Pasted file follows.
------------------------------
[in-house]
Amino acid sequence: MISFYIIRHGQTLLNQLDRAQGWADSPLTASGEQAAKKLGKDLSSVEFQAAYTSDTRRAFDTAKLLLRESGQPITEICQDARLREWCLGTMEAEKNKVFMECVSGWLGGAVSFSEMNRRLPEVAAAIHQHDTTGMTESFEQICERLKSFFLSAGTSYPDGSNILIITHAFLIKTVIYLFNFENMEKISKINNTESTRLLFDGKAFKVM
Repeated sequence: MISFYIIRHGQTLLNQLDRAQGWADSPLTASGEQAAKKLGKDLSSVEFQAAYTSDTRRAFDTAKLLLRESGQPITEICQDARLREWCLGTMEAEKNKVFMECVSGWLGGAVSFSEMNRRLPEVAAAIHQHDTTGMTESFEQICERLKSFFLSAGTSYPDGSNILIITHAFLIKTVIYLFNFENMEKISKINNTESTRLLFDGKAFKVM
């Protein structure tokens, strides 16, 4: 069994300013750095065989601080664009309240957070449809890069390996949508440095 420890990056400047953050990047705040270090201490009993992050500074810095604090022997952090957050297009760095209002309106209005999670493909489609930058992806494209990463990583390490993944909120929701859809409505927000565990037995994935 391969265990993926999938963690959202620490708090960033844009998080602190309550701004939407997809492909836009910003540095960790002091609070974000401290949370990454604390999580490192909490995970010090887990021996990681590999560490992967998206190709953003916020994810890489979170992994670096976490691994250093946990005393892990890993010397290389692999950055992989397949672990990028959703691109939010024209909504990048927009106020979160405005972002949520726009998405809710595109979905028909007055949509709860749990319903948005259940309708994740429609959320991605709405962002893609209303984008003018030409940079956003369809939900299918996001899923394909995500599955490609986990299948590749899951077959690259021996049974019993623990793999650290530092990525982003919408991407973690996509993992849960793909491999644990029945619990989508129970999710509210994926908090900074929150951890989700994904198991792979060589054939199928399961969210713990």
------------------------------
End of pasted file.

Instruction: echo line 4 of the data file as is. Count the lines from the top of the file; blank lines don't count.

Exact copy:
């Protein structure tokens, strides 16, 4: 069994300013750095065989601080664009309240957070449809890069390996949508440095 420890990056400047953050990047705040270090201490009993992050500074810095604090022997952090957050297009760095209002309106209005999670493909489609930058992806494209990463990583390490993944909120929701859809409505927000565990037995994935 391969265990993926999938963690959202620490708090960033844009998080602190309550701004939407997809492909836009910003540095960790002091609070974000401290949370990454604390999580490192909490995970010090887990021996990681590999560490992967998206190709953003916020994810890489979170992994670096976490691994250093946990005393892990890993010397290389692999950055992989397949672990990028959703691109939010024209909504990048927009106020979160405005972002949520726009998405809710595109979905028909007055949509709860749990319903948005259940309708994740429609959320991605709405962002893609209303984008003018030409940079956003369809939900299918996001899923394909995500599955490609986990299948590749899951077959690259021996049974019993623990793999650290530092990525982003919408991407973690996509993992849960793909491999644990029945619990989508129970999710509210994926908090900074929150951890989700994904198991792979060589054939199928399961969210713990």